Archaeology and construction
Since the early 1990s, the construction industry has been responsible for most of the archaeological discoveries in the UK. Archaeology is part of the planning process, and developers and construction companies have become the most important facilitators of the educational results archaeology delivers into our schools and society at large. The value of this development sector investment is estimated at between £120M and £150M per annum (based on Institute for Archaeologists employment survey data).
With more than 40 years of working on construction sites MOLA (Museum of London Archaeology) is well experienced in integrating archaeological work with demolition and construction and also in maximising the benefits of archaeological discovery for the development and construction team and for the public engagement.
However, 40 years ago a collaborative relationship between construction professionals and archaeologists would have been very rare. The difference – first pioneered by the British Property Federation’s voluntary Code of Practice in the 1980s – was made by integrating archaeology and heritage into Planning Policy, beginning with PPG 16 in 1990 through to the National Planning Policy Framework (NPPF 2012) which links archaeological work to planning permission: the NPPF recognises the value of heritage and requires planning proposals to consider how they might enhance significant heritage, towards creating desirable and sustainable places.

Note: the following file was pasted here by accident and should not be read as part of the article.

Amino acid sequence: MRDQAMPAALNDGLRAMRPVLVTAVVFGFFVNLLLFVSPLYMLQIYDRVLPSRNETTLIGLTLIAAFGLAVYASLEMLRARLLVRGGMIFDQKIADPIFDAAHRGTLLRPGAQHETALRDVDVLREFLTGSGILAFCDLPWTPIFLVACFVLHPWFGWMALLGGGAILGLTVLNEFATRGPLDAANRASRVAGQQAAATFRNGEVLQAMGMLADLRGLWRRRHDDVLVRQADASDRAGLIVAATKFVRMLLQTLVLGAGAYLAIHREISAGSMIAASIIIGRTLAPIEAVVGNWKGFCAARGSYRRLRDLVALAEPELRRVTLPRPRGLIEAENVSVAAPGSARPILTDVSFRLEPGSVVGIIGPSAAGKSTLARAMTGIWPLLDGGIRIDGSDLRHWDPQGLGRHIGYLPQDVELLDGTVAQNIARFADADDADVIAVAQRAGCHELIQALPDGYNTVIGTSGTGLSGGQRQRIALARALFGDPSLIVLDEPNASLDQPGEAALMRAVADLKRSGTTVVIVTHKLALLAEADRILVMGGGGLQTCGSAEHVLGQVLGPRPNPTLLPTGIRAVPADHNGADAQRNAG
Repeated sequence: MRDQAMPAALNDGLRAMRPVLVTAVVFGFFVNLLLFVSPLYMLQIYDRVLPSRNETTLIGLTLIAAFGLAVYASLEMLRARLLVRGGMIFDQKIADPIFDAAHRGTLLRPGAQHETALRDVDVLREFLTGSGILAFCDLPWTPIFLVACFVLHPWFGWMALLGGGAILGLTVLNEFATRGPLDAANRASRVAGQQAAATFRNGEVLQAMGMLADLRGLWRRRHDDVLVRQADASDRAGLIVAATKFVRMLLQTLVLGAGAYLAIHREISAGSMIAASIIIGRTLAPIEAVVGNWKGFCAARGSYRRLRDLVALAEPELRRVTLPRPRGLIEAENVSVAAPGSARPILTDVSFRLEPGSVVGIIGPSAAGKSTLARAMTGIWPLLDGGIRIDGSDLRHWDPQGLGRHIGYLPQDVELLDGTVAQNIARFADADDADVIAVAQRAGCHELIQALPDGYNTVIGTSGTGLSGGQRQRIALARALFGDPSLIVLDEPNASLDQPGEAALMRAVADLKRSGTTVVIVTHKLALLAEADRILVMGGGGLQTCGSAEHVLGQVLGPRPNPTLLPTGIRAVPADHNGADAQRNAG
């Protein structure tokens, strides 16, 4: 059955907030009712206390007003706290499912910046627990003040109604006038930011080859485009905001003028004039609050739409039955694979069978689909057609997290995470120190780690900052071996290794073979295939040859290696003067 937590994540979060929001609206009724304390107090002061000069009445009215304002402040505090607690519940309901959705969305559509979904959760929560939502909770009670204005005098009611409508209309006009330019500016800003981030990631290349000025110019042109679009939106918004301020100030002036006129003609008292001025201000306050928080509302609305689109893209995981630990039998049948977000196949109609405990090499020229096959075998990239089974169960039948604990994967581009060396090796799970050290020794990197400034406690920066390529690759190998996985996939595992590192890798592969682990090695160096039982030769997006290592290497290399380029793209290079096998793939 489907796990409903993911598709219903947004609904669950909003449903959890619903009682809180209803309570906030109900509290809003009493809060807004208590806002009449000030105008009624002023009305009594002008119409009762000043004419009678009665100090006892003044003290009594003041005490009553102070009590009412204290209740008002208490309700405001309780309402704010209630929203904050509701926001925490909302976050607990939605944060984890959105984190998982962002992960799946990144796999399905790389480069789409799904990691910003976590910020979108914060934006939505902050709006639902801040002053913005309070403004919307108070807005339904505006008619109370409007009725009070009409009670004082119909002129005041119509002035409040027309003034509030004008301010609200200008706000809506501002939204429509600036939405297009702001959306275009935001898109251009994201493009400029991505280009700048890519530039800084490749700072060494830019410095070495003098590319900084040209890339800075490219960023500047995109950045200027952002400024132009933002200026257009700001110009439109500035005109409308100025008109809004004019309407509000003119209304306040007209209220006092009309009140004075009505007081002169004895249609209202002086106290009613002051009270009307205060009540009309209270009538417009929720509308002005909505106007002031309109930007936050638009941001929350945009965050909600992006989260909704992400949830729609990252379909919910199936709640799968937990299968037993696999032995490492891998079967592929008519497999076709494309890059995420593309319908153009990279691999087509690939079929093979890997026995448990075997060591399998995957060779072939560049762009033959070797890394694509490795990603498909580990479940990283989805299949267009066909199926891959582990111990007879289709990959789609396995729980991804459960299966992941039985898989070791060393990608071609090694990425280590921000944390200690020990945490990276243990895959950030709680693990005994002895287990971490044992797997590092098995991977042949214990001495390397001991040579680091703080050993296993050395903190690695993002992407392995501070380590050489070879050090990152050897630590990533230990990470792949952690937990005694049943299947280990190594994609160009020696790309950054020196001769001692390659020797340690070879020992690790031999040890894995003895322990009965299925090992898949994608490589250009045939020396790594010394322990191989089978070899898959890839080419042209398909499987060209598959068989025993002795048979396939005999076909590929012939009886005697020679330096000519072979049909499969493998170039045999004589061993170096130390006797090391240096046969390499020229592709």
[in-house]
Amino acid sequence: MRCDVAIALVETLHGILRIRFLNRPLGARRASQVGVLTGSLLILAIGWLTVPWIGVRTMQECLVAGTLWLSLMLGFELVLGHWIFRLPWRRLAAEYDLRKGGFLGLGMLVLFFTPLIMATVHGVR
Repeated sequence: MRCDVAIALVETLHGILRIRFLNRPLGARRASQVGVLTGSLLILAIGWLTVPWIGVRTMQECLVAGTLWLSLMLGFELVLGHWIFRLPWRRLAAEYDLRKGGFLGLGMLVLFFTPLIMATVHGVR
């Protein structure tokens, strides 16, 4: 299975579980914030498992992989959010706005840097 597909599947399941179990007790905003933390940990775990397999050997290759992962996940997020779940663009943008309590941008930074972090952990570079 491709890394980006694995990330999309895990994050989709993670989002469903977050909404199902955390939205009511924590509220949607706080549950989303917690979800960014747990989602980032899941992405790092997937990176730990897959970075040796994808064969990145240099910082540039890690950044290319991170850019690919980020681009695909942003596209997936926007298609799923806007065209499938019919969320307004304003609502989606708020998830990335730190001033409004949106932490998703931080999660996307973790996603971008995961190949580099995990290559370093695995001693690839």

It is public interest in archaeology that has led to these enhancements of archaeological protection since 1990. Certainly, people like to live and work in places with history. Historic streets, buildings, woodland, monuments and landscapes all help to give us a sense of continuity with the past and context for our lives today. Archaeological investigations in particular provide an opportunity for direct physical contact with the past and have the added benefit of the excitement of discovery. Some of the most evocative discoveries are those that reveal a familiar or recognisable human behaviour. One example, from a past MOLA site in London, was the discovery of a cache of stolen Roman lead ingots known as ‘pigs’, beneath the floor of a Roman waterfront warehouse. A Roman dock worker had pilfered them and hidden them away, only to have the warehouse burn down and the ingots buried under metres of demolition rubble. His loss was our gain.